Source code for the .NET Framework!

Microsoft is releasing the source to the .NET Base Class Libraries as well as the top three presentation technologies in the framework, ASP.NET, Windows Forms and WPF.


This is huge. I’ve been on the Silverlight team for about two years and most of that time was spent using javascript in the browser’s script engine. However, before that I was a PM on the Windows Forms team and I wrote plenty of managed code. Examples include the RegionMaster controls and the MultiLine String UITypEditor. I’ve been writing .NET code since I was an MS intern back in ’99 and if there’s one trick I learned during my 6 year tenure on the Windows Forms team it was how to use the framework source code for debugging as well as a great repository of well written code to borrow code from.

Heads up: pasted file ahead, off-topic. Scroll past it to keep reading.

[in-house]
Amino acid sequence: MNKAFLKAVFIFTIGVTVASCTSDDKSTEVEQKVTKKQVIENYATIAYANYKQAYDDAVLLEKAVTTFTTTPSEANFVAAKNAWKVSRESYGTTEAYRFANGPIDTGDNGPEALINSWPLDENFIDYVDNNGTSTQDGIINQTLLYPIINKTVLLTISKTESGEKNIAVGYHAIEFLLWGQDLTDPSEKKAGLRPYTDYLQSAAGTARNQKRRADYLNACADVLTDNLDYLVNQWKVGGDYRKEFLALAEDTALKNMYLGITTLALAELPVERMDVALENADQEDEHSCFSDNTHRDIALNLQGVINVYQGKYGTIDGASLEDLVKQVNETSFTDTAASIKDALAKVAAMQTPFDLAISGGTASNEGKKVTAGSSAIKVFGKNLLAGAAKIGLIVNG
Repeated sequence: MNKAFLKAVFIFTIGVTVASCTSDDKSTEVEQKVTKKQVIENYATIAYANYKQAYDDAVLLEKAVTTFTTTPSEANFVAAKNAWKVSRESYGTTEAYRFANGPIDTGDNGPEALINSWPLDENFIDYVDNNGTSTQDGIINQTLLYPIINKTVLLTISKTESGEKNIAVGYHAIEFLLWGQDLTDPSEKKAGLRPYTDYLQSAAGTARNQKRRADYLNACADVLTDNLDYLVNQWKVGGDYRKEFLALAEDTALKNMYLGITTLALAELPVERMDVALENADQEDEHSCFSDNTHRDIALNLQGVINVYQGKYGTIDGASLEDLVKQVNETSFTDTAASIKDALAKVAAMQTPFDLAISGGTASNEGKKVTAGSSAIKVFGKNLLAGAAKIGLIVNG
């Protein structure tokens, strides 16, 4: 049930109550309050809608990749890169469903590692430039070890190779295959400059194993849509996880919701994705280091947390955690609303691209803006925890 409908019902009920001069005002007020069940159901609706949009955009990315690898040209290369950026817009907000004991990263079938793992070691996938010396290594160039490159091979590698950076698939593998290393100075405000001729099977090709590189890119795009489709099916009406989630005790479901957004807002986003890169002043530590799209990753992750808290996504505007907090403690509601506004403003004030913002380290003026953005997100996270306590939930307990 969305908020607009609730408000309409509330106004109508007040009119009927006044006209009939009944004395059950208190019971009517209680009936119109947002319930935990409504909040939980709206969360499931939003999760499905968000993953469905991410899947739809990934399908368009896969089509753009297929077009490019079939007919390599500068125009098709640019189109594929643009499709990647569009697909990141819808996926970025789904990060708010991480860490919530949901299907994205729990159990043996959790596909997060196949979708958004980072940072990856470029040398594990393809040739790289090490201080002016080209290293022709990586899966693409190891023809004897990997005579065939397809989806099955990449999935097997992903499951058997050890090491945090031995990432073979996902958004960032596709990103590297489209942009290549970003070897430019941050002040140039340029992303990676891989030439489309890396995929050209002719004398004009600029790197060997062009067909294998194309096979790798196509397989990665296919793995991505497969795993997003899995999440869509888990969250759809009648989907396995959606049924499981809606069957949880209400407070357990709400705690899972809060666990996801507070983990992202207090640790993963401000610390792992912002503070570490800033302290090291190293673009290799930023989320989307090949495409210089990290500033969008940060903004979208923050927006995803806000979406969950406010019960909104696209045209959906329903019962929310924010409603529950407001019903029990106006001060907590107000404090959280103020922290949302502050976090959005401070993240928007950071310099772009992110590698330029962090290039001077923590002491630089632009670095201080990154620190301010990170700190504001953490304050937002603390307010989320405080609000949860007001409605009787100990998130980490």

There were many times I was writing a bit of sample code and I needed to do something specific. I’d then realize, “oh the DateTimePicker does that” and I would crib the corresponding source from the framework code. The second sample mentioned above is a great example. In the .NET Framework 2.0 we added a multiline editor to the TextBox’s Text property in the property grid. A few customers asked how to add this to their controls and I grabbed the corresponding code from this from the framework and built a sample control around it.


The other big advantage of having the framework source code is debugging. No more dreaded “[External Code]” in call stacks and you’ll never have to look at disassembly because the source isn’t available. If you hit an exception you don’t understand, you can now step into the framework code that threw and see what it’s expecting to make everything work. This will save many trips to forums and newsgroups.


I realize that tools like Lutz Roeder’s excellent Reflector can help users understand the code in the framework, but there’s nothing as useful as diving into the framework code while it’s running in the debugger.


Hopefully the source code for the Silverlight framework will be released as well. Scott’s blog post has more information, screenshots and videos.